Fox's conspiracy theorist judge touts his role in getting Justice Gorsuch nominated for the Supreme Court
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NBC’s Chuck Todd and Fox’s Chris Wallace failed to explain Republican senators’ unprecedented obstructionism of former President Barack Obama’s judicial nominees when discussing a 2013 rule change made by Senate Democrats to forbid the filibustering of judicial nominees below the Supreme Court level.
Senate Majority Leader Mitch McConnell (R-KY) appeared on the April 2 editions of NBC’s Meet the Press and Fox Broadcasting Co.’s Fox News Sunday and declared that President Donald Trump’s Supreme Court nominee, Judge Neil Gorsuch, will be confirmed to the court. The hosts questioned McConnell on whether he would invoke the nuclear option -- a rule change that would eliminate the use of the filibuster for Supreme Court nominees -- if the Democrats filibuster Gorsuch’s nomination. Additionally, the hosts pointed out McConnell’s opposition to the rule change in 2013, which he now appears poised to use on behalf of Gorsuch:
CHUCK TODD (HOST): Do you have the votes to change the rules among Republicans? Do you have all 52 Republicans ready to stand behind you, that if the Democrats filibuster Neil Gorsuch, you have the votes to change the rules?
TODD: You're somebody, though, that was very concerned when this rule was changed by Harry Reid for judges below Supreme Court. If you regret what Harry Reid did, why continue down this slippery slope?
CHRIS WALLACE (HOST): You say that he’ll be confirmed one way or the other, so does that mean if you can’t stop a filibuster that you will go to the nuclear option and change the Senate rules so that you can cut off debate with 51 votes and confirm him?
WALLACE: Back in 2013, the Democrats invoked the nuclear option to allow a simple majority, 51 votes, on confirmation of lower court judges. At that time, you said that was a big mistake.
Both Todd and Wallace failed to explain why Democrats changed the rule in 2013. As Senate Minority Leader Chuck Schumer explained later on Meet the Press, Senate Republicans “had been holding back on just about all of so many lower court judges, including the very important D.C. Circuit,” by refusing to allow votes on the nominees, so Democrats changed the rules to address the emergency and fill vacant seats. However, the Democrats left the filibuster intact for Supreme Court nominees.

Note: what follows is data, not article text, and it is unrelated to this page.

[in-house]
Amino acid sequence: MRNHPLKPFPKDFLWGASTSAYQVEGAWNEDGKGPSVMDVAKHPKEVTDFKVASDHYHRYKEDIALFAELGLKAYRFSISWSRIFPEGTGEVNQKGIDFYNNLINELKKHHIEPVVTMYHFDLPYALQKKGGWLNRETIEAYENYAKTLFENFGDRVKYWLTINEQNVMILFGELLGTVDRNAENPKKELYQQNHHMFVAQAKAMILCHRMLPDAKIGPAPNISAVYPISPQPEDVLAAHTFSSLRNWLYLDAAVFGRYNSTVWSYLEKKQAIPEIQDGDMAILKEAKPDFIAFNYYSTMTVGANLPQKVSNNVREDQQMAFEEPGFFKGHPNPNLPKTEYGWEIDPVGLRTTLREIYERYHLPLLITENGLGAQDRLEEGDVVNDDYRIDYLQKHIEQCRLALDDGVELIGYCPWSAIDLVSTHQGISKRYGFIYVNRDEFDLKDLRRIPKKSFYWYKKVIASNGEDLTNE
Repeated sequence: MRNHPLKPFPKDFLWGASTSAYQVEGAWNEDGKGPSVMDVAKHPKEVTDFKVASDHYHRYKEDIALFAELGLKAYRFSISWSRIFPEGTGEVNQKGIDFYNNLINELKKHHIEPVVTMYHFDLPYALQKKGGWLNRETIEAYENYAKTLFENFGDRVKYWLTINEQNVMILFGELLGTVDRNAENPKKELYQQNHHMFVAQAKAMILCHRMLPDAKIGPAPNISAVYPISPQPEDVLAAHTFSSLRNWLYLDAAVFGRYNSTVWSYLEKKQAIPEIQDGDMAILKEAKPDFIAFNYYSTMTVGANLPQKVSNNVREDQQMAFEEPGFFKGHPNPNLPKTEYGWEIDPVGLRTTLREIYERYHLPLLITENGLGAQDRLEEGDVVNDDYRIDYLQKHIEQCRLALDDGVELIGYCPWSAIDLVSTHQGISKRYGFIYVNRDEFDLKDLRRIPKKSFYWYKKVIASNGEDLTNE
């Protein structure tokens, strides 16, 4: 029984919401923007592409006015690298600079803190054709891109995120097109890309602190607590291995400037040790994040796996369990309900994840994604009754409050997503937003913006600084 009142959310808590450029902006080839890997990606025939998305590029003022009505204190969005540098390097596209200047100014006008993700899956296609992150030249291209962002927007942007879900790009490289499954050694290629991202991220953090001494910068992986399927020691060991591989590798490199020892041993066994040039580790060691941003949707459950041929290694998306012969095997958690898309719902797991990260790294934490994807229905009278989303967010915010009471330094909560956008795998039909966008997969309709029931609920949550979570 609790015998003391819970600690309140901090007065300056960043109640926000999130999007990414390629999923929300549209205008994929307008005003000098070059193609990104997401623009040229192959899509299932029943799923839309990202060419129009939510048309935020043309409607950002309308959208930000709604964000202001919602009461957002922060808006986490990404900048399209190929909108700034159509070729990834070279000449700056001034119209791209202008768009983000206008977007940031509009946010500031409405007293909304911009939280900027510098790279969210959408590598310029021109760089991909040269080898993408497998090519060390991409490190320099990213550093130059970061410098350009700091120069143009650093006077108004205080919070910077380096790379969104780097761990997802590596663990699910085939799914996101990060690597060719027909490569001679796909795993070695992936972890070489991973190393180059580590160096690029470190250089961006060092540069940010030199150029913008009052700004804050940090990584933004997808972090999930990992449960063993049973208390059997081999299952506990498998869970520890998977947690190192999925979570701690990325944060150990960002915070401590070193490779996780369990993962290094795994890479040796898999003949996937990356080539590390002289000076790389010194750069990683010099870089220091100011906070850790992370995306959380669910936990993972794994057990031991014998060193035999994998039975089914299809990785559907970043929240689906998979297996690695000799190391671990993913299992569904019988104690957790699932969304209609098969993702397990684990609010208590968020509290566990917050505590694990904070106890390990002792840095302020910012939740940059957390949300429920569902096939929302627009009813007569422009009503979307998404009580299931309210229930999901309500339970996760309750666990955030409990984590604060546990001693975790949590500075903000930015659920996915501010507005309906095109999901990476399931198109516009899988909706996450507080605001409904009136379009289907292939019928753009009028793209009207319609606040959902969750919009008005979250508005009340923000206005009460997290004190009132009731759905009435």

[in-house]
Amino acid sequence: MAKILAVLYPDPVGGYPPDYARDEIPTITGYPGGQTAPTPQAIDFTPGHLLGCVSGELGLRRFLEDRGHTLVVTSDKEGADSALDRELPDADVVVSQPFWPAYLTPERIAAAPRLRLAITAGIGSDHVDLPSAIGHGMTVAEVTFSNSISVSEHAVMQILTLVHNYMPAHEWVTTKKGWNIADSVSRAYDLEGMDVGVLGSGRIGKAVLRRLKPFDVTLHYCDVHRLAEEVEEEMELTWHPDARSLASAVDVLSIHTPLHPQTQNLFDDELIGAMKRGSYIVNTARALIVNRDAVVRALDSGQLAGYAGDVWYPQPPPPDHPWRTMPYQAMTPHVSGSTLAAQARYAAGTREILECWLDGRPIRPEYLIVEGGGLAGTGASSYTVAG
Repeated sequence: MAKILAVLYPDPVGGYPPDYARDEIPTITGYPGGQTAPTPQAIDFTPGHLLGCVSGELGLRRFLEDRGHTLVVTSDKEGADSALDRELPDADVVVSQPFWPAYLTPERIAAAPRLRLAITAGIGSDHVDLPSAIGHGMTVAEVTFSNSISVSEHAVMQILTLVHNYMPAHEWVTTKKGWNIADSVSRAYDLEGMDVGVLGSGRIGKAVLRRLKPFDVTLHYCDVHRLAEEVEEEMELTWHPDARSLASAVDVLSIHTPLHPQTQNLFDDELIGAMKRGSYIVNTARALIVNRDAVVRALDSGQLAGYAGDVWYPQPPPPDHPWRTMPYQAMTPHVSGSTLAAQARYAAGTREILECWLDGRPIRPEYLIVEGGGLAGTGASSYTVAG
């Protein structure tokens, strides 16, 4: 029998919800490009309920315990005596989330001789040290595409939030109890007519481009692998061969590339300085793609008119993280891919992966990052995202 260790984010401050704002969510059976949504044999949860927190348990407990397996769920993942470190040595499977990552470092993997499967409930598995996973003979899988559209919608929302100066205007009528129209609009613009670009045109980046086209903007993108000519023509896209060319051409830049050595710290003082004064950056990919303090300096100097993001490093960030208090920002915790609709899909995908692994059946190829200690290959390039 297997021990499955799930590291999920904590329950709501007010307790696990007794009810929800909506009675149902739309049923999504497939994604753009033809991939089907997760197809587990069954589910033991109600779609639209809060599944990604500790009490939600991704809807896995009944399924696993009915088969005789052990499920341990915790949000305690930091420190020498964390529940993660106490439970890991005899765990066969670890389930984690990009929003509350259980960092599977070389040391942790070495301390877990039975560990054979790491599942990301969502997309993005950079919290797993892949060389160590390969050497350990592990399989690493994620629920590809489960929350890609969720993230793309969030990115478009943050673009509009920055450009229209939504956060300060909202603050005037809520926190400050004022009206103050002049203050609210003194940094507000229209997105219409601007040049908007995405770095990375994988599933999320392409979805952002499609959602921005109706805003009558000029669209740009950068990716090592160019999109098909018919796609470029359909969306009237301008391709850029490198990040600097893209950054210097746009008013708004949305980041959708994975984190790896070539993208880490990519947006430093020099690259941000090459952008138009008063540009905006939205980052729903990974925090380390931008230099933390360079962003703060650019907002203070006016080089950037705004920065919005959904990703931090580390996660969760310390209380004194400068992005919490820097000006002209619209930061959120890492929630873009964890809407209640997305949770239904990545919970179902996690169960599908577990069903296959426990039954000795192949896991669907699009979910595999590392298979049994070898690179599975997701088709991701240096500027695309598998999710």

Republicans’ refusal to hold a vote on Obama’s nominees was unprecedented. In 2013, political science professor, Dr. Sheldon Goldman, calculated the level of Republican obstruction of Obama’s circuit court nominees and declared it “the highest that’s ever been recorded,” adding, “it approached total obstruction or delay.”
Republicans continued their obstruction of Obama’s judicial nominees after they took control of the Senate following the 2014 elections. As Mother Jones reported in May 2016:
Since taking control of the Senate in early 2015, Republicans have confirmed only 17 federal judges, a historically low number. The Senate confirmed just 11 judges in 2015, the fewest since 1960. There have been only two appellate court judges approved since Republicans took control, with seven appeals court nominations left pending. If the Senate doesn't confirm any appellate judges this year, it will have confirmed the fewest since the 1897-98 session, when there were just 25 circuit court judges nationwide, compared with 179 now. "Historically, we're in nearly unprecedented ground here," says Kyle Barry, director of justice programs at the liberal Alliance for Justice. "What's happening with Judge Garland is really part and parcel with how the Senate has been treating judicial nominees generally. The pace has been so historically bad, we've been seeing what amounts to outright obstruction."
Senate Republicans obstructed until the very end of the Obama presidency. After the Mother Jones article was published, Republicans allowed the confirmation of only three district court judges. In total, the GOP Senate allowed just 20 confirmations -- two appellate judges and 18 district court judges -- during the 114th Congress. By comparison, during the 110th Congress -- the last session of Congress during the George W. Bush presidency -- a Democratic majority confirmed 68 nominations -- 10 appellate judges and 58 district court judges. And Republicans completely blocked Obama’s Supreme Court nominee, Judge Merrick Garland, from having any public hearings or votes for 293 days.